This week, desperate passengers waited at Seven Mile and Woodward for over three hours before flagging down a passing FOX 2 News van, whose cameras recorded the affecting video above.

"All you can do is pray for a miracle," rider Kala Miller told a reporter. When the crosstown bus finally pulled up to the dozens of people waiting on the trash-strewn Seven Mile sidewalk, it was already packed to the gills. Miller couldn't even get on the bus she'd waited 3 hours to board.

Thursday, September 29, 2011

Tenth Tour De Troit Breaks Records, Redistributes Regional Transport $

In a testament to the continued rise of bicycling in America's automotive heartland, its biggest group ride has broken records yet again. 4300 bicyclists paraded down Motown's streets last Saturday in the tenth annual Tour de Troit - not bad for an event that began in 2002 with a bike trailer serving as the sag vehicle.


















Thankfully, the snowballing of the Tour hasn't detracted from its friendly, advocacy-oriented character. The Tour is somewhat unique among similar group rides around the nation in that the money it raises ($40,000 last year) goes directly to building bikeways. This year's participants got to see the results of previous years' rides in the freshly painted bike lanes and route signs of the Southwest Detroit Greenlink.

Tuesday, September 20, 2011

Transit Tops Agenda as Metro Detroit Talks Regionalism, Race at "New Metropolis" Event

john powell talks regionalism for the cameras.
We're back. Thanks for your patience the past two months. This also marks our first anniversary here at TransportMichigan.org. It's been good having you along for the ride!

Last Thursday evening, downtown Royal Oak's Emagine Theater hosted a who's who of metro Detroit advocates for regional cooperation at "Reimagining the Region: Building a New Detroit Metropolis," a film screening and panel discussion on the racial shifts and infrastructure problems occurring in inner-ring suburbs around the country. For thirty years, metro Detroit's failure to establish a regional transit system has been a symbol of segregation and distrust between the city and its suburbs, and the panelists agreed that for the sake of both, that has to change.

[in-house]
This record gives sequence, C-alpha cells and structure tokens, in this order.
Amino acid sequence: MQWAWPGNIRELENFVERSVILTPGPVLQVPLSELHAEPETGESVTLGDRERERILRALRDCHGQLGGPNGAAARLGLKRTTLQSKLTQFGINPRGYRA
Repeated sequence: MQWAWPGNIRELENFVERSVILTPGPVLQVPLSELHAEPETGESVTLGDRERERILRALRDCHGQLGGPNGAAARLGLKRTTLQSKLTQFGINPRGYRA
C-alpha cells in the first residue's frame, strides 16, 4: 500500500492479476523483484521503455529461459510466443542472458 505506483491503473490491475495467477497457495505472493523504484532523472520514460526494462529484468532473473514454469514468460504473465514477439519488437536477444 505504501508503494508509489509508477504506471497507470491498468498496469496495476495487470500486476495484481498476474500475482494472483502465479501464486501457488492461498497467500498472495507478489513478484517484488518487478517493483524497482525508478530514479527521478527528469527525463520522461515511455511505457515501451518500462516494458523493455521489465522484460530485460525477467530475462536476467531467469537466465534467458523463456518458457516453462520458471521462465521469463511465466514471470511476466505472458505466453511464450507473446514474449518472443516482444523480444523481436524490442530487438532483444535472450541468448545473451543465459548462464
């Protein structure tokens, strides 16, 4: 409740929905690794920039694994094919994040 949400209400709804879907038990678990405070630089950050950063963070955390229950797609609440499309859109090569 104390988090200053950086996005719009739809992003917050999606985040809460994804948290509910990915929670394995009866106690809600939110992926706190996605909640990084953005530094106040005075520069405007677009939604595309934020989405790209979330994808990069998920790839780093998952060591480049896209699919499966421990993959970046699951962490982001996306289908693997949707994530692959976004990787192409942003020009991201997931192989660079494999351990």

State Representative Jim Townsend of Royal Oak talked about the billions of dollars the region could save with a transit system, while Ferndale City Councilwoman and Michigan Suburbs Alliance Associate Director Mel Piana discussed how she's helped six south Oakland County cities apply for planning funds to study extending a Woodward Avenue light rail line across Eight Mile Road. "That will help us connect better with Detroit," she said.

Moderator Stephen Henderson of the Free Press prodded the panelists to move faster. "I have a hard enough time getting the Oakland County Executive and the Mayor of Detroit to sit at a table next to each other," he said. Yet john powell, the nationally-known, Detroit-born scholar of race and regionalism, noted that the nascent regionalist coalition had already won some political victories against continued sprawl, including the Michigan Department of Transportation's adoption of a "fix-it-first" policy that puts repair of existing roads before new widening projects.

Sunday, July 24, 2011

UAW Shifts on Fuel Economy, But After Thirty Years, Big Three Remain Slow Learners

Not good business. Associated Press
This blog rarely delves into the innards of the automobile. To build a better transportation system, we've got to do more than tinker with what's under the hood. Still, there are times when attention must be paid.

In a historic break with the past, the United Auto Workers has declined to join the Big Three's latest campaign against higher fuel economy standards. Instead, UAW President Bob King joined the heads of other leading unions and environmental organizations in a letter supporting "strong fuel efficiency and greenhouse gas standards," and publicly criticized the automakers' radio ads against the proposed 56-mile-per-gallon average. For that, he's earned the ire of some of the Big Three's purported defenders, including the Detroit News' Nolan Finley, who says the standard poses an "existential threat" to the industry and its workers. Greener vehicles, Finley argues, are a Trojan horse for environmentalists "openly hoping the industry chokes to death."

Recall that Finley is making this argument less than three years after oil price spikes almost choked the Big Three to death absent any help from environmentalists, the companies having successfully blocked fuel economy standard improvements in passenger cars for two decades beforehand.

Michigan would do better to mind a Christian Science Monitor column by Pat M. Holt. "While Detroit has been lobbying Congress to postpone and stretch out better fuel economy standards," Holt observed, "the Japanese and Germans have been meeting those standards." Unfortunately, while foreign competitors seize market share, the American auto industry "is acting as though it ought still to be reaping the rewards for inventing mass production and the Model T."

Holt's column was published in 1980.